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Comparison of cervical sagittal parameters among patients with neck pain and healthy controls: a comparative cross-sectional study

A Correction to this article was published on 12 October 2019

This article has been updated

Abstract

Introduction

Previous studies have shown poor health-related outcomes among patients with spinal sagittal malalignment of the thoracolumbar or spinopelvic region, and less interest has been paid to the relationship between cervical sagittal balance and functional outcome of the patients. This study aims to compare the cervical sagittal parameters between patients with non-specific neck pain and asymptomatic controls.

Method

Twenty-five patients (21 females/4 males) with non-specific neck pain and 25 age-, sex- and BMI-matched controls (18 females/7 males) participated in the study. Using a standard lateral cervical radiography, the Cobb angle between occiput–C2, C1–C2, C1–C7 and C2–C7 as well as the thoracic inlet angle (TIA) and C7 and T1 slope angles was measured. Also the spine cranial angle (SCA) and the C2–SVA (sacral vertical axis) and C1–SVA were measured. The primary outcome measure of the study was comparison of the sagittal balance variables between the patients and the healthy controls. Secondary outcome measures were correlation between pain intensity of the patients in neck pain group and their demographic and radiographic findings. Data analysis was performed using independent sample T test and Pearson’s correlation for primary and secondary outcome measurements, respectively.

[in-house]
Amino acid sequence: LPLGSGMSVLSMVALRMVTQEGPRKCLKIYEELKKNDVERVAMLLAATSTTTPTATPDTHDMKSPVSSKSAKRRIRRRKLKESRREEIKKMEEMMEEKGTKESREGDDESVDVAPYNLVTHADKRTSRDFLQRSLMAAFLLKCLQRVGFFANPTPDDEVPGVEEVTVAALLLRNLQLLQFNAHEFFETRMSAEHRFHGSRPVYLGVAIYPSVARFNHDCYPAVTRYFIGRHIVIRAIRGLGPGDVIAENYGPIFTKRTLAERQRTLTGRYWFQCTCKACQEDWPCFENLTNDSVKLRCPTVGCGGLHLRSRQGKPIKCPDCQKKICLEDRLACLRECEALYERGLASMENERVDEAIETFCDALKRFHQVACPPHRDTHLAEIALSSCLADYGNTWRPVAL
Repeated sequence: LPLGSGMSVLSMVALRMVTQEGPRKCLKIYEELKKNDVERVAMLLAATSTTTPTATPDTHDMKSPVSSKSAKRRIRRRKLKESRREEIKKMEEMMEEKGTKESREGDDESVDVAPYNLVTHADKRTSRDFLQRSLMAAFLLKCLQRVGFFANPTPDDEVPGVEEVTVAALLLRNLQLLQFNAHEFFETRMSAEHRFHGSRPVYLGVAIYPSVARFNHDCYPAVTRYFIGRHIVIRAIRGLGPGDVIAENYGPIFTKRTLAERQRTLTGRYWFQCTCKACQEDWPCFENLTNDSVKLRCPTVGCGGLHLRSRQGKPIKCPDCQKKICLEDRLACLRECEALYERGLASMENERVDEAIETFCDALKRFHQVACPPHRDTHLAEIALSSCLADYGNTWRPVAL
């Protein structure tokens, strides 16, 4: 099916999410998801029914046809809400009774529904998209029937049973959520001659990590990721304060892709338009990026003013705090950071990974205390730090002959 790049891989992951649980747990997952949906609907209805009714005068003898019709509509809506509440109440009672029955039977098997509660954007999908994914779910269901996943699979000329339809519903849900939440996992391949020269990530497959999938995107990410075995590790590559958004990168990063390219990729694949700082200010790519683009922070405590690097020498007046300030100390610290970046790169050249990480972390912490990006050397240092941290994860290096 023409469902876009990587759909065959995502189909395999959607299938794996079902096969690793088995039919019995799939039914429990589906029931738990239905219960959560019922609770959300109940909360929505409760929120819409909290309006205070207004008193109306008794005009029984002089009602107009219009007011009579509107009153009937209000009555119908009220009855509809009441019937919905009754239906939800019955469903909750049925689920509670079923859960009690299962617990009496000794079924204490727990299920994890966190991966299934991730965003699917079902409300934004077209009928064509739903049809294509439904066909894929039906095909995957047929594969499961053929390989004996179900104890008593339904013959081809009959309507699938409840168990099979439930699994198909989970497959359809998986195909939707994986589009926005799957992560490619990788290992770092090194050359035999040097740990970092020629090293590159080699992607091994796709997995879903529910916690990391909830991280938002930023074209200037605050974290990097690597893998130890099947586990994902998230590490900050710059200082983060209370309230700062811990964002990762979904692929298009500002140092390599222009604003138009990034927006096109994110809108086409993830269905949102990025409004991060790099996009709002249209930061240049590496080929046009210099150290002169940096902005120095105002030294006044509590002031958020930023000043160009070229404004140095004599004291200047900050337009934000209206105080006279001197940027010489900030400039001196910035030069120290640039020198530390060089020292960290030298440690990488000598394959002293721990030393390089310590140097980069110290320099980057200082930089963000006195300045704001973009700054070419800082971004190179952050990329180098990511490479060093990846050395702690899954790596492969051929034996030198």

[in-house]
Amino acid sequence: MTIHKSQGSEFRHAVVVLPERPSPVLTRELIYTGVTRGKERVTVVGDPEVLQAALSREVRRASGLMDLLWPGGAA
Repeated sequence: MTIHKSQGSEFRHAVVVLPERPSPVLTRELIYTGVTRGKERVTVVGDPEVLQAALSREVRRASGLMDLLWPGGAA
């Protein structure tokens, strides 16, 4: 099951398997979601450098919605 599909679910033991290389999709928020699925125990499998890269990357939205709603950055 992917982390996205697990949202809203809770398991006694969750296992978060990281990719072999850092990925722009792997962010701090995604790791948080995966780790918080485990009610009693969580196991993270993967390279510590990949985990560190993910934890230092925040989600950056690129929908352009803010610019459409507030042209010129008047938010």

Results

There was no difference in cervical lordosis curvature (measured by C2–C7 and C1–C7 lordosis angle) between patients with non-specific NP and healthy controls (P value = 0.45 and 0.37, respectively). We found that T1 slope angle was significantly (P value = 0.02) lower in patients with neck pain.

Conclusion

Our findings showed that the slope of the upper endplate of T1 vertebrae body (T1 slope) is significantly lower among patients with non-specific neck pain compared to controls. A compensatory mechanism to bring the center of head gravity back to the spinal axis might be the possible explanation for this difference.

Graphic abstract

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Fig. 1

Change history

  • 12 October 2019

    Unfortunately, the affiliation of the second author (Jean Charles Le Huec) was incorrectly published in the original publication.

  • 12 October 2019

    Unfortunately, the affiliation of the second author (Jean Charles Le Huec) was incorrectly published in the original publication.

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Correspondence to Mohsen Rostami.

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This work was supported by Tehran University of Medical Sciences.

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Jouibari, M.F., Le Huec, J.C., Ranjbar Hameghavandi, M.H. et al. Comparison of cervical sagittal parameters among patients with neck pain and healthy controls: a comparative cross-sectional study. Eur Spine J 28, 2319–2324 (2019). https://doi.org/10.1007/s00586-019-06117-8

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Keywords

  • Sagittal balance
  • Non-specific neck pain
  • Malalignment